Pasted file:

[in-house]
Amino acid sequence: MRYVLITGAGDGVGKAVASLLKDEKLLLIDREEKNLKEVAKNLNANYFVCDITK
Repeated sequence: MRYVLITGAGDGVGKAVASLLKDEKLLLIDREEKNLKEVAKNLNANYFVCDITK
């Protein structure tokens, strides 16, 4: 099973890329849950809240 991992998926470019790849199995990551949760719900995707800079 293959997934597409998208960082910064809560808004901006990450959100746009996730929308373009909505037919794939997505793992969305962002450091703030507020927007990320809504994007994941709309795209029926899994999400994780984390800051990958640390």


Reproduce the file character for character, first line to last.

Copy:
[in-house]
Amino acid sequence: MRYVLITGAGDGVGKAVASLLKDEKLLLIDREEKNLKEVAKNLNANYFVCDITK
Repeated sequence: MRYVLITGAGDGVGKAVASLLKDEKLLLIDREEKNLKEVAKNLNANYFVCDITK
């Protein structure tokens, strides 16, 4: 099973890329849950809240 991992998926470019790849199995990551949760719900995707800079 293959997934597409998208960082910064809560808004901006990450959100746009996730929308373009909505037919794939997505793992969305962002450091703030507020927007990320809504994007994941709309795209029926899994999400994780984390800051990958640390």